So ... we’d got a rental RV (the one we are buying is not ready yet) but by the time we sorted out computers and stuff it was too late to leave town so we found a RV park down by the Long Beach foreshore - the equivalent of the Perth foreshore for those of you who know Perth. The harbour bank on one side and the Bank of America on the other. And then we got a fireworks display to top off the evening followed by a fly over of more than a dozen airforce helicopters the next morning - it’s all happening in Long Beach!

Union Bank on one side ...
river bank on the other, Long Beach.
Elevated above the ordinary - an afternoon at the Getty Centre
Saturday February 11

Perched in the Santa Barbara Hills, the monument that is the Getty Centre looks down upon the brash glitz and pseudo glamour - not to mention pollution - of LA. From below, looking up, it appears to be somewhat of a fortress, but once one arrives, the sheer elegance and refinement of design becomes apparent - it is a building to be in and around, not one to gaze on from afar. On the balmiest of days in what is an unseasonably early spring, the flowers are already out - azaleas, tulips and yes - you’d better believe it - kangaroo paws, in an unlikely but stunning garden arrangement with striking sculptures strewn throughout. The travertine pillars and gateways create windows on different parts of the gardens as well as on the city below, where waves of clouds could be seen building off the coast, seemingly contemplating whether or not to shroud the city in fog.
A few hours was sufficient to provide only a sample of what obscene wealth can buy - a select but impressive collection with both older masters and contemporary works arranged through a time series of some of the greatest artists that the world has produced. The ability to wander in and out of galleries, alternating the displays with beautiful garden vistas makes this a place that one could easily spend a day or two.  
Headed into the hills behind Malibu and found a picturesque camp site for a couple of nights interspersed with some walking around the trails of Malibu Canyon State park.

Our campsite at Malibu Creek State Park

Santa Barbara Sunday
Sunday February 12

Well ... a bit of poetic license, but we have been in the Santa Barbara Mountains and on our way back to the coast somewhere in the vicinity of SB. And it is Sunday. So what do Los Angeleans and Santa Barbarians (is that what they call themselves?) do on a Sunday? Many get on their motor bikes, or in their Porsches and Maseratis and speed around the windy roads through the hills just behind the LA / Santa Barbara Coast, presumably considering the fines dealt out by the police car tucked behind one of the sharp corners to be part of the price for a day’s entertainment. A smattering of fitness freaks do it on their pushbikes, thereby avoiding the speeding fines. A couple of old farts (us) in an oversized RV spoils the fun of the former and scares the daylights out of the latter! There is obviously a requirement for all motor bikes to stop in the same spot at a cafe / restaurant that couldn’t possibly meet the needs of the 100+ motorbikes (& not a Ducati to be seen) that are there at any point in time, but clearly the main purpose is to be part of the mob that are getting away from it all (together) rather than actually getting any coffee or cake. All the Porsche drivers waited ‘till they got to the coast and then lunched in a swanky seaside restaurant. We parked by the beach and had fruit and yoghurt - not very fashionable I’m afraid - but there was no crowd. high does the tide come in??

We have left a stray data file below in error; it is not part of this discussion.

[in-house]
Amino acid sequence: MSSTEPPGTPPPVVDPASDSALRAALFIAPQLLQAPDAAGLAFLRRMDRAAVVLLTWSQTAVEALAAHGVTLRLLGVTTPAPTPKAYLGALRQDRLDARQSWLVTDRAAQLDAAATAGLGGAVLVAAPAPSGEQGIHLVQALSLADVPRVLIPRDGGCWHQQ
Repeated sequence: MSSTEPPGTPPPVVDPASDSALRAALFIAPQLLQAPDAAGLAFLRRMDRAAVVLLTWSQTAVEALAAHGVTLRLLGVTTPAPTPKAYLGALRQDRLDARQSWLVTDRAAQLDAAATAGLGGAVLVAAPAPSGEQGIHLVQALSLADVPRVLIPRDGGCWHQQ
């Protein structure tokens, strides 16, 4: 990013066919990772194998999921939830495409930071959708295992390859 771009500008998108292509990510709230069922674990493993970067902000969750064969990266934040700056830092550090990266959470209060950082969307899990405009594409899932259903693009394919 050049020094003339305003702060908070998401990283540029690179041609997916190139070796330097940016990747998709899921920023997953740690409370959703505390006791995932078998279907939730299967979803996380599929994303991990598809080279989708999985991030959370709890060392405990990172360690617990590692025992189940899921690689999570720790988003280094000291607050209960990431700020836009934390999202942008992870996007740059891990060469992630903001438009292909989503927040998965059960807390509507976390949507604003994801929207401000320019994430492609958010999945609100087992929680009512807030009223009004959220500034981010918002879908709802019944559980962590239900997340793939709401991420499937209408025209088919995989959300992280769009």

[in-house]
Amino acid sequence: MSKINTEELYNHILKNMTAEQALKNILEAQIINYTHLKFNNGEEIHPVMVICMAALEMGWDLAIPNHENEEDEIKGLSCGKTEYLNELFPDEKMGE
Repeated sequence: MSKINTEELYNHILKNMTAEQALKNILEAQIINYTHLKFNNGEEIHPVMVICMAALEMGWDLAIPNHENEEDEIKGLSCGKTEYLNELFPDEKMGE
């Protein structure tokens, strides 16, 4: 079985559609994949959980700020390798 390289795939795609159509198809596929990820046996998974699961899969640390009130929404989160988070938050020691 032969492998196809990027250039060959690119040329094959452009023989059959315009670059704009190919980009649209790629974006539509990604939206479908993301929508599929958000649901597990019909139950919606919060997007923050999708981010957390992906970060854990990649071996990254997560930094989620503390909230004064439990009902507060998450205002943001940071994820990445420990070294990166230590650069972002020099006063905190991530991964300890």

The end of the day sees us camped literally on the sand at Point Mugu State Park just south of Santa Barbara.  The waves are currently breaking about 50m away but the damp sand and scattered debris on the beach suggest that they may be lapping around our tyres in the night - haven’t pointed this out to Christine - will inform her in the morning. Beautiful sunset over the ocean (complete with pelicans), but windy as, so we canned the idea of a campfire and instead, snuggled indoors with a good Sonoma red.

Brown Pelicans about to call it quits for the day

Over the hills to Fresno
Monday February 13

An early cup of tea and we were on our way meandering the narrow winding roads through the Las Padres National Forest and over the Sierra Madre mountains. Hardly a soul to be seen on the roads as we twisted and turned up the steep inclines over ridges clad with pine and gullies lined with deciduous trees, many already starting to shoot new bursts of green.

“So why the heck would you want to go to Fresno?” asked my niece Rowena. Other than being the methamphetamine capital of the US, it doesn’t seem to have a great deal to offer the tourist - but we had good reason - we were off to meet our new home, and what a scary looking abode it turned out to be! Still under construction, it looked a lot bigger than we expected with huge wheels and jacked up like crazy. I don’t think there will be many places this beast wont go! Still half constructed, it looks more like a workshop at the moment, than our living quarters, but we were assured that it will be looking sparkling new in a little over a week. Can’t wait!

The other highlight of Fresno was the discovery of REI outdoor gear shops. Signed up as a member and started getting adventure-ready, checking out their range of mountain bikes, buying some new hiking shoes and, most importantly, a cute little espresso coffee pot.